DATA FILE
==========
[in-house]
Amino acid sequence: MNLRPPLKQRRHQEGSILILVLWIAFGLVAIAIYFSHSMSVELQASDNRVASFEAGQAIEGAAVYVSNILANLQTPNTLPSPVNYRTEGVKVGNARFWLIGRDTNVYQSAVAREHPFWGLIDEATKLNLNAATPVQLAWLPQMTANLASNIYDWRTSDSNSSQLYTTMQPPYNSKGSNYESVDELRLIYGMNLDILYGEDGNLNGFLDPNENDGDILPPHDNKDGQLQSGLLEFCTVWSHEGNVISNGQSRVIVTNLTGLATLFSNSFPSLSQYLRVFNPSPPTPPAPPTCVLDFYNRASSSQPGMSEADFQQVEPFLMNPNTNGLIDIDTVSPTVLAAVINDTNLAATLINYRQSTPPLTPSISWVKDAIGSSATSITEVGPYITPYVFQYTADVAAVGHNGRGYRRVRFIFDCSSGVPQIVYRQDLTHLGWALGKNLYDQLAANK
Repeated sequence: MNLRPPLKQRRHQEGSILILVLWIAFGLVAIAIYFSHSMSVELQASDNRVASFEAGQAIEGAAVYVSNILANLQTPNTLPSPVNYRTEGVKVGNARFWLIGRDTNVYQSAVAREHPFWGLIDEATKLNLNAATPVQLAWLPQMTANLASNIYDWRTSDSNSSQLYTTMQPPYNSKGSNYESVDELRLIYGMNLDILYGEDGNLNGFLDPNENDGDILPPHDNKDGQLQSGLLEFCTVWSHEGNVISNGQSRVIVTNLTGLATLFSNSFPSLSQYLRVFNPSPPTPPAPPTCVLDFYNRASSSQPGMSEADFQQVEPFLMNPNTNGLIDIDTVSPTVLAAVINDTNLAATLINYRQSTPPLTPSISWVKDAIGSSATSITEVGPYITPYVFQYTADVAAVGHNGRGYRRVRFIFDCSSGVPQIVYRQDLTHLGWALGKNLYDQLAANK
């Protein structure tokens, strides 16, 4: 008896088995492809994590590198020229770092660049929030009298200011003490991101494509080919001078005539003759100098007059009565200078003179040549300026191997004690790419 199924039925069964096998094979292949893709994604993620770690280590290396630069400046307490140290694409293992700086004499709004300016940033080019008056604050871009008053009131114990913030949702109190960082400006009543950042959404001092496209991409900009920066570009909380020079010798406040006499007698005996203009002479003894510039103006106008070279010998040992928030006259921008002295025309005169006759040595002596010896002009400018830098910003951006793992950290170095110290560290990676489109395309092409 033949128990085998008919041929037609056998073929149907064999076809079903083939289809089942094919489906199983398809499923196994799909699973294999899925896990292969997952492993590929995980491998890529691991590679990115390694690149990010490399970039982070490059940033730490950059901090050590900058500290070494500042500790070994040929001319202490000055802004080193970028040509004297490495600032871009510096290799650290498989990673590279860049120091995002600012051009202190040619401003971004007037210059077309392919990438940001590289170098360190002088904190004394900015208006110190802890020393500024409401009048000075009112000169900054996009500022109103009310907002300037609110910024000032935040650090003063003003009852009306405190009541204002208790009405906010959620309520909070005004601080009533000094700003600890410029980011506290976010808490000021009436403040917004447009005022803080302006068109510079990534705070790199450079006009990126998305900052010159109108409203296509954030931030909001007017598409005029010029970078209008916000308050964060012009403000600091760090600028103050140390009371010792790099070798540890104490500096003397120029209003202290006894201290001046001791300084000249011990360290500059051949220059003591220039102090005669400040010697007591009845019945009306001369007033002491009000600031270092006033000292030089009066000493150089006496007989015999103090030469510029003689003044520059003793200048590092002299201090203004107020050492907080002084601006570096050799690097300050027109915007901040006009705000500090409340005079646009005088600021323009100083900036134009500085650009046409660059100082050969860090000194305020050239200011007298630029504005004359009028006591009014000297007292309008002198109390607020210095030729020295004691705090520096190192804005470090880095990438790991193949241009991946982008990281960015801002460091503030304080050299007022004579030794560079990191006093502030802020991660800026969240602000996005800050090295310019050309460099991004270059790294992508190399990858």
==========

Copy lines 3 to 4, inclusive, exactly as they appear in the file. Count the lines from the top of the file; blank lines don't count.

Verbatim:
Repeated sequence: MNLRPPLKQRRHQEGSILILVLWIAFGLVAIAIYFSHSMSVELQASDNRVASFEAGQAIEGAAVYVSNILANLQTPNTLPSPVNYRTEGVKVGNARFWLIGRDTNVYQSAVAREHPFWGLIDEATKLNLNAATPVQLAWLPQMTANLASNIYDWRTSDSNSSQLYTTMQPPYNSKGSNYESVDELRLIYGMNLDILYGEDGNLNGFLDPNENDGDILPPHDNKDGQLQSGLLEFCTVWSHEGNVISNGQSRVIVTNLTGLATLFSNSFPSLSQYLRVFNPSPPTPPAPPTCVLDFYNRASSSQPGMSEADFQQVEPFLMNPNTNGLIDIDTVSPTVLAAVINDTNLAATLINYRQSTPPLTPSISWVKDAIGSSATSITEVGPYITPYVFQYTADVAAVGHNGRGYRRVRFIFDCSSGVPQIVYRQDLTHLGWALGKNLYDQLAANK
């Protein structure tokens, strides 16, 4: 008896088995492809994590590198020229770092660049929030009298200011003490991101494509080919001078005539003759100098007059009565200078003179040549300026191997004690790419 199924039925069964096998094979292949893709994604993620770690280590290396630069400046307490140290694409293992700086004499709004300016940033080019008056604050871009008053009131114990913030949702109190960082400006009543950042959404001092496209991409900009920066570009909380020079010798406040006499007698005996203009002479003894510039103006106008070279010998040992928030006259921008002295025309005169006759040595002596010896002009400018830098910003951006793992950290170095110290560290990676489109395309092409 033949128990085998008919041929037609056998073929149907064999076809079903083939289809089942094919489906199983398809499923196994799909699973294999899925896990292969997952492993590929995980491998890529691991590679990115390694690149990010490399970039982070490059940033730490950059901090050590900058500290070494500042500790070994040929001319202490000055802004080193970028040509004297490495600032871009510096290799650290498989990673590279860049120091995002600012051009202190040619401003971004007037210059077309392919990438940001590289170098360190002088904190004394900015208006110190802890020393500024409401009048000075009112000169900054996009500022109103009310907002300037609110910024000032935040650090003063003003009852009306405190009541204002208790009405906010959620309520909070005004601080009533000094700003600890410029980011506290976010808490000021009436403040917004447009005022803080302006068109510079990534705070790199450079006009990126998305900052010159109108409203296509954030931030909001007017598409005029010029970078209008916000308050964060012009403000600091760090600028103050140390009371010792790099070798540890104490500096003397120029209003202290006894201290001046001791300084000249011990360290500059051949220059003591220039102090005669400040010697007591009845019945009306001369007033002491009000600031270092006033000292030089009066000493150089006496007989015999103090030469510029003689003044520059003793200048590092002299201090203004107020050492907080002084601006570096050799690097300050027109915007901040006009705000500090409340005079646009005088600021323009100083900036134009500085650009046409660059100082050969860090000194305020050239200011007298630029504005004359009028006591009014000297007292309008002198109390607020210095030729020295004691705090520096190192804005470090880095990438790991193949241009991946982008990281960015801002460091503030304080050299007022004579030794560079990191006093502030802020991660800026969240602000996005800050090295310019050309460099991004270059790294992508190399990858």